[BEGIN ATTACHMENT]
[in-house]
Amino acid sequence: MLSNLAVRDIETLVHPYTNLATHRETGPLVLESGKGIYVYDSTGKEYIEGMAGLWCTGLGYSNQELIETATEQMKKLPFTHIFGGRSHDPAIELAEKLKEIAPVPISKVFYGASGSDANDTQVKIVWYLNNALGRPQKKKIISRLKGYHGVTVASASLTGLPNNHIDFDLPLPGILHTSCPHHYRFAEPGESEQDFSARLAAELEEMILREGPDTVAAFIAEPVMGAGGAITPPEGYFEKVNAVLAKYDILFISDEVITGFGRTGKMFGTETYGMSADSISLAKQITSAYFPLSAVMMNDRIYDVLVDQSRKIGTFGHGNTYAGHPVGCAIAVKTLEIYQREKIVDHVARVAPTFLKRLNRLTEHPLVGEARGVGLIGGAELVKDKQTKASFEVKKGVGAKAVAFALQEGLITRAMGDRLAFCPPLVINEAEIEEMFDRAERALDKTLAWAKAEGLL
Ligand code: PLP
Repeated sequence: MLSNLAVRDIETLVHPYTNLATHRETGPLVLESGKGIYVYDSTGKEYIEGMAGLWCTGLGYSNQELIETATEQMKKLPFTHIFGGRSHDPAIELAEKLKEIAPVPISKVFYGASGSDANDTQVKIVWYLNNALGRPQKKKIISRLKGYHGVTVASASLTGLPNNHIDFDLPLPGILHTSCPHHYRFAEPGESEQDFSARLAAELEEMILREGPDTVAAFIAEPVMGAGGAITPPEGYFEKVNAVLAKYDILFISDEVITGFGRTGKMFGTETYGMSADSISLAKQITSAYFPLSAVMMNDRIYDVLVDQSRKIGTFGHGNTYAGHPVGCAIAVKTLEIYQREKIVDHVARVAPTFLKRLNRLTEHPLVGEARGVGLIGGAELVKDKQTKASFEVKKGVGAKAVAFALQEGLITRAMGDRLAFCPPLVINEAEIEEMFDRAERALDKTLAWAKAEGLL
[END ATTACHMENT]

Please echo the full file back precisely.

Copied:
[in-house]
Amino acid sequence: MLSNLAVRDIETLVHPYTNLATHRETGPLVLESGKGIYVYDSTGKEYIEGMAGLWCTGLGYSNQELIETATEQMKKLPFTHIFGGRSHDPAIELAEKLKEIAPVPISKVFYGASGSDANDTQVKIVWYLNNALGRPQKKKIISRLKGYHGVTVASASLTGLPNNHIDFDLPLPGILHTSCPHHYRFAEPGESEQDFSARLAAELEEMILREGPDTVAAFIAEPVMGAGGAITPPEGYFEKVNAVLAKYDILFISDEVITGFGRTGKMFGTETYGMSADSISLAKQITSAYFPLSAVMMNDRIYDVLVDQSRKIGTFGHGNTYAGHPVGCAIAVKTLEIYQREKIVDHVARVAPTFLKRLNRLTEHPLVGEARGVGLIGGAELVKDKQTKASFEVKKGVGAKAVAFALQEGLITRAMGDRLAFCPPLVINEAEIEEMFDRAERALDKTLAWAKAEGLL
Ligand code: PLP
Repeated sequence: MLSNLAVRDIETLVHPYTNLATHRETGPLVLESGKGIYVYDSTGKEYIEGMAGLWCTGLGYSNQELIETATEQMKKLPFTHIFGGRSHDPAIELAEKLKEIAPVPISKVFYGASGSDANDTQVKIVWYLNNALGRPQKKKIISRLKGYHGVTVASASLTGLPNNHIDFDLPLPGILHTSCPHHYRFAEPGESEQDFSARLAAELEEMILREGPDTVAAFIAEPVMGAGGAITPPEGYFEKVNAVLAKYDILFISDEVITGFGRTGKMFGTETYGMSADSISLAKQITSAYFPLSAVMMNDRIYDVLVDQSRKIGTFGHGNTYAGHPVGCAIAVKTLEIYQREKIVDHVARVAPTFLKRLNRLTEHPLVGEARGVGLIGGAELVKDKQTKASFEVKKGVGAKAVAFALQEGLITRAMGDRLAFCPPLVINEAEIEEMFDRAERALDKTLAWAKAEGLL